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Friday, October 18, 2019

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  • Maritime Musings (11) (X)

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Magnetic poles

Posted to Maritime Musings (by Dennis Bryant) on August 5, 2014

The magnetic poles are the two points on the surface of the Earth at which the magnetic field points vertically down or up (in the northern and southern hemispheres respectively). These points are located near, but not at the northern and southern geographic poles.

Teak

Posted to Maritime Musings (by Dennis Bryant) on May 20, 2014

Teak is the common name for the Tectona grandis, a member of the verbena family native to the hardwood forests of India, Burma (Myanmar), Thailand, Malaysia, and Indonesia. It is a large deciduous tree, growing to a height of 130 feet, with gray and grayish brown branches.

Stad ship tunnel

Posted to Maritime Musings (by Dennis Bryant) on May 10, 2013

In a move reminiscent of the Athos Canal, built 483-480 BC at the direction of the Persian Emperor Xerxes, or the Corinth Canal, built in the 1890’s by the Greek Government, Norway has tentatively approved construction of a tunnel through the…

SINKEX

Posted to Maritime Musings (by Dennis Bryant) on July 31, 2012

The United States Navy disposes of many of its old, obsolete, and decommissioned warships by sinking them in deep ocean waters. This practice, called a sinking exercise or SINKEX, involves removing toxic and hazardous substances to the maximum practicable extent…

Chinese research icebreaker Xue Long

Posted to Maritime Musings (by Dennis Bryant) on May 25, 2012

The Xue Long (Snow Dragon) is the premier polar vessel of the People’s Republic of China. It was built in the Ukraine in 1993 and modified upon its acquisition by China in 1994. Its major function is to serve as a resupply vessel and scientific research platform in the Antarctic and the Arctic.

Henry Hudson

Posted to Maritime Musings (by Dennis Bryant) on November 22, 2011

Little is known of Henry Hudson prior to 1607, when he was hired by the Muscovy Company of the Kingdom of England to find a northern route to the Far East. He and a crew of ten sailed on the 80-ton Hopewell. They reached the east coast of Greenland and traveled north to the ice pack.

Alfred Thayer Mahan

Posted to Maritime Musings (by Dennis Bryant) on September 16, 2011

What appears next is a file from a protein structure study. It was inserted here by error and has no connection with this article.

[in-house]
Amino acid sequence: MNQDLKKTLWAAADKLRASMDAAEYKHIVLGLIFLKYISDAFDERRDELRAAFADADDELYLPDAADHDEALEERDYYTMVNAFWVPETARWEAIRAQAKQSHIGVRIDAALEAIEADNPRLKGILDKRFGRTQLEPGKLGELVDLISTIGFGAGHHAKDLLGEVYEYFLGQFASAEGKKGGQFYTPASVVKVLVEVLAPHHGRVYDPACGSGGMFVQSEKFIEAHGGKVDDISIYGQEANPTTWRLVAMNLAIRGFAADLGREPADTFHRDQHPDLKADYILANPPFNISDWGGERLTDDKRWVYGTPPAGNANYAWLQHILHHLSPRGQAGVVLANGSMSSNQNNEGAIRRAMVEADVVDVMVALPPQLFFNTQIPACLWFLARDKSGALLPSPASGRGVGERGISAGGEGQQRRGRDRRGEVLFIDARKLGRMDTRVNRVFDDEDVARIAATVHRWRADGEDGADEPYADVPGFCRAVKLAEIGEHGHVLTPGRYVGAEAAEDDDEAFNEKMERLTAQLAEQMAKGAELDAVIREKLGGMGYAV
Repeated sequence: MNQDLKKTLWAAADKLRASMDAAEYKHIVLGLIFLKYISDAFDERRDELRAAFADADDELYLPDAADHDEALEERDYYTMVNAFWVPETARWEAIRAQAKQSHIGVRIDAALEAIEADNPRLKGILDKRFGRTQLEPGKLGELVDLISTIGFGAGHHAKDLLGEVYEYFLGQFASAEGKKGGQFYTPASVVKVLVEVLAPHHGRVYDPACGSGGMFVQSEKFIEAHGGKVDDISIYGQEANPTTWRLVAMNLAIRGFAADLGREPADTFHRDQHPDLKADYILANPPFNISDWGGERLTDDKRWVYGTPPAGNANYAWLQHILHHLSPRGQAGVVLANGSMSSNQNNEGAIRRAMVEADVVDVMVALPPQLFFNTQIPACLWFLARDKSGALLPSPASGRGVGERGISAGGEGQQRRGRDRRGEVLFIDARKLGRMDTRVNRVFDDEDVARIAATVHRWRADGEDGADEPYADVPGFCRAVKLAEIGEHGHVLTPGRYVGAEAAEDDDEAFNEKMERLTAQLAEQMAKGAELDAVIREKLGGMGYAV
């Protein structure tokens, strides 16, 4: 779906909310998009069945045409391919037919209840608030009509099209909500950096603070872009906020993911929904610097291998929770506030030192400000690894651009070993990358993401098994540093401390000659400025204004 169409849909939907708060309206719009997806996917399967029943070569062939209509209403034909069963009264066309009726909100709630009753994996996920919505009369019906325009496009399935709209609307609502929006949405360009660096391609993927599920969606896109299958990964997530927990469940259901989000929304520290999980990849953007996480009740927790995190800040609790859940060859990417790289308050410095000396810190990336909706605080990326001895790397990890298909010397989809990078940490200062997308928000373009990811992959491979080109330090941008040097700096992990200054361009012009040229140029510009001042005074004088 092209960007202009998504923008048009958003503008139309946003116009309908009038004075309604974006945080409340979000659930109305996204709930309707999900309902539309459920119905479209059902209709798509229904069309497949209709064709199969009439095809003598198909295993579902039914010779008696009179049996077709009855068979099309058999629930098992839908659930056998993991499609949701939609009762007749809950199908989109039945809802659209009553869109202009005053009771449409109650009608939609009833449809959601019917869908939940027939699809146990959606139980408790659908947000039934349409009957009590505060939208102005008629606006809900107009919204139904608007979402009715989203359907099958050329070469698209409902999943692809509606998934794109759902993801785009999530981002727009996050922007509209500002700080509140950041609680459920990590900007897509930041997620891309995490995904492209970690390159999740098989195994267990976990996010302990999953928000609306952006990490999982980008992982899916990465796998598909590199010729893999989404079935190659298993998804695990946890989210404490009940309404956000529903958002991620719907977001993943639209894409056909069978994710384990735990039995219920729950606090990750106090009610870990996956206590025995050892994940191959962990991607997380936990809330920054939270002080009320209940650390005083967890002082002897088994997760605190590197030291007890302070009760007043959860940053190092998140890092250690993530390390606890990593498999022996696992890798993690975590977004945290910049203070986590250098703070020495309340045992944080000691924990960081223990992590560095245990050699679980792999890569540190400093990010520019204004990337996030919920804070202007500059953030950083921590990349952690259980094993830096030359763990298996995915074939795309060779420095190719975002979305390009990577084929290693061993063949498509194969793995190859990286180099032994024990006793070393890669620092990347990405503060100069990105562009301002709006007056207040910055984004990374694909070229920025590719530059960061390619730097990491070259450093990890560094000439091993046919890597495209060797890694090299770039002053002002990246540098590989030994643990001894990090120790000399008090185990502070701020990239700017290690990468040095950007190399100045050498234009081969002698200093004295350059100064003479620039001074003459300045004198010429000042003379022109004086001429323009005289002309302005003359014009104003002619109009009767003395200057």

Alfred Thayer Mahan (1840-1914) was born at West Point, where his father was an instructor. After graduating with distinction from the US Naval Academy in 1859, he served blockade duty on a number of warships during the Civil War. Mahan was promoted at…

Thames Barrier

Posted to Maritime Musings (by Dennis Bryant) on June 8, 2010

The Thames Barrier is a 1,710-foot wide movable flood control barrier across the River Thames just downstream from central London. After a ten-year construction period, it was officially opened by Her Majesty Queen Elizabeth II on May 8, 1984.

Turkish Straits

Posted to Maritime Musings (by Dennis Bryant) on April 20, 2010

The Turkish Straits consist of two narrow straits in northwestern Turkey, the Bosporus and the Dardanelles, and the Sea of Marmara that connects them. The Turkish Straits lie between the Black Sea to the east and the Aegean Sea, which is a region of the much larger Mediterranean Sea.

USCG Districts

Posted to Maritime Musings (by Dennis Bryant) on April 6, 2010

The US Coast Guard adopted the concept of geographic districts when it absorbed the US Lighthouse Service in 1939. Previously, it had no formal segmentation of its chain of command based on geography. Rather, the chain of command was grouped around function.

Trireme - dreadnaught of the ancient Mediterranean

Posted to Maritime Musings (by Dennis Bryant) on March 5, 2010

The trireme was utilized as a warship in the Mediterranean Sea from the 7th century BC until the fall of the Roman Republic at about the commencement of the Christian era. No other warship design has survived in service for a comparable period. It was truly the dominant battleship of its day.